After the First World War a number of serving and retired officers came to live in Hartley and because they missed the facility offered in the services of an Officers Mess, they decided to create one, in part of what is now known as the Hartley Social Club.
In the period 1924/5 the Officers Mess was absorbed by the formation of the Hartley Constitutional Club which expanded and leased the whole of the Hartley Social Club building. At about this time the 10 acre pasture field to the west of the Club was offered for sale.
Mr Charles Ellerby, a member of the Club committee and an agricultural contractor, was able to come to an agreement with William Sale, the field owner for a lease of five years at £100 per annum, with an option to purchase for £1,000 within the 5 year agreement. In the period 1926/7 the Constitutional Club founded the Hartley Sports Club with a view to using the field for cricket, tennis, etc. With the assistance of some of the members and financial support from the Constitutional Club and Hartley residents, Mr Ellerby was able to create a cricket square and outfield which allowed cricket, followed by tennis and bowls, to be played.
The “Officers” eventually made the decision to exercise the option to purchase the land and Captain Charles Bignell undertook the task to float a company, entitled The Hartley Country Club, and to build a clubhouse on the site. Captain Bignell was able to raise the capital, shares and loans for the purchase and building work and the Clubhouse was finally opened in 1934 by the local Member of Parliament. The Hartley Country Club was registered as an open space for all time and was designed to be a non-religious and non-political organisation. On the formation of Hartley Country Club the Constitutional Club ceased to exist and became what is now known as Hartley Social Club.
At the outbreak of World War 2 all the sports at the Club stopped because the young men were conscripted into the services to fight for their country. During this time Hartley saw their village encompassing an Italian prisoner of war camp, an ammunition dump in local woods and the position of anti-aircraft guns.
After the War more work was done on the ground. Two more grass tennis courts and two hard courts, replacing the first two grass courts, were added. The bowling green was expanded and moved to where it is today.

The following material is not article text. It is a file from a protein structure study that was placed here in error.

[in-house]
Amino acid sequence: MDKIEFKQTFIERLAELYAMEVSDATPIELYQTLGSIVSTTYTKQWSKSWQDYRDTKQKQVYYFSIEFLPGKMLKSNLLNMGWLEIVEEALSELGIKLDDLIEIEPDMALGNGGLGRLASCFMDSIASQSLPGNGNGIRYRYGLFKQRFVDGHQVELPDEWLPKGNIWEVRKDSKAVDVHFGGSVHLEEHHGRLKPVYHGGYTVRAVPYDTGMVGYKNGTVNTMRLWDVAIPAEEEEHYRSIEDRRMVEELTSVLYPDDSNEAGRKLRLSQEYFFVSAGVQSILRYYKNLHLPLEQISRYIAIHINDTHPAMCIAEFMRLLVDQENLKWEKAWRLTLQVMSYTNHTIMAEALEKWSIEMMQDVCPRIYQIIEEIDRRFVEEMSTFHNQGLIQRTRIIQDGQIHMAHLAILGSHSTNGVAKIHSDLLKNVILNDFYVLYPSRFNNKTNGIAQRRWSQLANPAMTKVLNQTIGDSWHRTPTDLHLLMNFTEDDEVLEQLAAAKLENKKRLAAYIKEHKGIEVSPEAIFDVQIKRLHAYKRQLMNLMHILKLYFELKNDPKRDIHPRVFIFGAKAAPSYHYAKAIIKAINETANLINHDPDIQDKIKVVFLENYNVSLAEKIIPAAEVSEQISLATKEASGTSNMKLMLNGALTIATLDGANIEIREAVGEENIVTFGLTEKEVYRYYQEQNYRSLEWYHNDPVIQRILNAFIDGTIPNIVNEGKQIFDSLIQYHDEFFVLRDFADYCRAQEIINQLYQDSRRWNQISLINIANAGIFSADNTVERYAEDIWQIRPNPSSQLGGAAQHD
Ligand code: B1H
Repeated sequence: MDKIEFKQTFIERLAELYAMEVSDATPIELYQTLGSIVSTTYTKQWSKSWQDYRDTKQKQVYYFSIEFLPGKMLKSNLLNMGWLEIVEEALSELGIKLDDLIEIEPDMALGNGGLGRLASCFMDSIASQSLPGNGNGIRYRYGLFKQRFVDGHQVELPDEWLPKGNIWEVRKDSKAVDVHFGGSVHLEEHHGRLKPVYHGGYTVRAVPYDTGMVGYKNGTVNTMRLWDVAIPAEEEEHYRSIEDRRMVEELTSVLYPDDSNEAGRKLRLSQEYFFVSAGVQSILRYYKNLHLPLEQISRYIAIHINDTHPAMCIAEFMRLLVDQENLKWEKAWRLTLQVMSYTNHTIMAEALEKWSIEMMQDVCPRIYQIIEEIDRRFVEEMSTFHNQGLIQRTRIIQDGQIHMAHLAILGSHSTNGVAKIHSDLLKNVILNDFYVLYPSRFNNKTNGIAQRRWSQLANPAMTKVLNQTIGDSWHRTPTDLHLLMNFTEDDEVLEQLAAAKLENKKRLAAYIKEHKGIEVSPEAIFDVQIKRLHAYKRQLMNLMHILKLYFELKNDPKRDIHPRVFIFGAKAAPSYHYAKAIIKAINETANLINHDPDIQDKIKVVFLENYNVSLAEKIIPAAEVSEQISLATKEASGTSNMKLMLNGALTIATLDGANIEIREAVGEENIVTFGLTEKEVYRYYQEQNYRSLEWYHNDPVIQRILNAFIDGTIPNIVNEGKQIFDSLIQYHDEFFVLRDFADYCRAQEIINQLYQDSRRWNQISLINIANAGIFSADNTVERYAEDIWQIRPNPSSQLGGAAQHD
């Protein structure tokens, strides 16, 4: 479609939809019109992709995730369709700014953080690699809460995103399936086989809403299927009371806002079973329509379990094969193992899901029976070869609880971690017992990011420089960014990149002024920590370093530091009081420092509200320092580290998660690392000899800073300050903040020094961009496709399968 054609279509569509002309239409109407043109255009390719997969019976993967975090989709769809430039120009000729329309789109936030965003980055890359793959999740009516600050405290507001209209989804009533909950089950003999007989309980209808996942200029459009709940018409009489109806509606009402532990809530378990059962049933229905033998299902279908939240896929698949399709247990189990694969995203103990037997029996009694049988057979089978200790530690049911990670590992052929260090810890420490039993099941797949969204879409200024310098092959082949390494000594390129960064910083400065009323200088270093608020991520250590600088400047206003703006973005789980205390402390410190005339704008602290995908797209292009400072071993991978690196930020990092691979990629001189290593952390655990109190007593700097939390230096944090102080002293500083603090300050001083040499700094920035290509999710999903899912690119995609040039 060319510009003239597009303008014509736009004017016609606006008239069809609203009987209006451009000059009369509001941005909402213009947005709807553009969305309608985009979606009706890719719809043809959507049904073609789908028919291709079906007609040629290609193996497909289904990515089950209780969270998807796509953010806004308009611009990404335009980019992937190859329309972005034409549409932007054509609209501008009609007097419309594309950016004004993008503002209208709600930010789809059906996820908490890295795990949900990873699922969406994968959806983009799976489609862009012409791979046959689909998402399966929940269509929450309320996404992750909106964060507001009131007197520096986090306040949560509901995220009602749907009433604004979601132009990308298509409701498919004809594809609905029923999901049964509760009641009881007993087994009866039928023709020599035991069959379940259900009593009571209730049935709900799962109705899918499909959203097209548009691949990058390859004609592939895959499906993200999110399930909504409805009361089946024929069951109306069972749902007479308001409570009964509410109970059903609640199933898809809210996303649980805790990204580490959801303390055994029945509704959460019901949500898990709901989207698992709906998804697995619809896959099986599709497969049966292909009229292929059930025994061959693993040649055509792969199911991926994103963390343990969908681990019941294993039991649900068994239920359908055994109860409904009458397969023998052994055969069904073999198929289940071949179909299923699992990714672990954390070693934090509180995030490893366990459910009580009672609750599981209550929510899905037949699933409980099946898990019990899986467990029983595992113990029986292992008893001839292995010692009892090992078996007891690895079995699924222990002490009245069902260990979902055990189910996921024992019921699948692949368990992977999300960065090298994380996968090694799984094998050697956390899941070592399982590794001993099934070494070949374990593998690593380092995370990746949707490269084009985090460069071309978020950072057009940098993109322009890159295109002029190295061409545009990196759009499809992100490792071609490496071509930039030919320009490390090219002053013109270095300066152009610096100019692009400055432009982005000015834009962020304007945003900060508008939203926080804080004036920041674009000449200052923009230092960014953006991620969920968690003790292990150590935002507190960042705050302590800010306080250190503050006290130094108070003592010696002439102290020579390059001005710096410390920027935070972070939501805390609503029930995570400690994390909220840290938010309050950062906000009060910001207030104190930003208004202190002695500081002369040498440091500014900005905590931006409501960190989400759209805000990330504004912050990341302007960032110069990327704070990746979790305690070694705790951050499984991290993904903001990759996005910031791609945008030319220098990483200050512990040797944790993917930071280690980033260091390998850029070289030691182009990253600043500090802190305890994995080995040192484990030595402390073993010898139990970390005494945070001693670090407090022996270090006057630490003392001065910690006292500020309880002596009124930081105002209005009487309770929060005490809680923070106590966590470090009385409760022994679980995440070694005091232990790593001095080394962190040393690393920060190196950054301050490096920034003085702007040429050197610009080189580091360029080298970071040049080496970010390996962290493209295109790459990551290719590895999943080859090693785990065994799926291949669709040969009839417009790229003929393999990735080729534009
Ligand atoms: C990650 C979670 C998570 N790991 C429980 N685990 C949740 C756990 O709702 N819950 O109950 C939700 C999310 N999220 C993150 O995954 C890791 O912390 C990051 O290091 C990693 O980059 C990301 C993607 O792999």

The period after the War saw a change in the structure of the Clubhouse, which was previously for men only. It was decided to build a room, which would allow women into the Club for the first time. The image of a family club was born.
The 1950’s saw the Club prosper with increased membership and becoming a very popular part of the community, which it still is today
Information gained in an Interview with Charles Ellerby ( b.21.6.1900, d.28.12.01) in June 2000.
Hartley Country Club
from 21st March 2020
due to COVID-19
In line with the Government directive we regret Hartley Country Club will be closed from Saturday 21st March until further notice.
Hartley Country Club is a unique community which the Board of Directors is determined and committed to preserve and will do everything in it’s powers to ensure when we do re-open we will come back even better and stronger.
At this time we ask for your continued support and reassure you we will be working in this enforced period of closure to ensure costs are controlled and the Club is taken care of.
In the meantime, we hope you all stay safe and healthy and look forward to seeing you back at the Club when we get through this surreal situation.
The Board and Staff of HCC
CANCELLATION OF MEAL TAKE-AWAY SERVICE
With regret, following the Prime Minister's latest announcement detailing the 'lock-down' of the country, we have to cancel the proposed meal take-away service.
Ultimately the health and well-being of our members is uppermost in our minds and the arrangements we had to put in place for collection of orders would not guarantee this. We apologise for the late notice but as you are all aware this is a very fast moving situation.
Culvey Close, Hartley, Kent, DA3 8BS
Telephone: 01474 702176 (office) 01474 709030 (bar)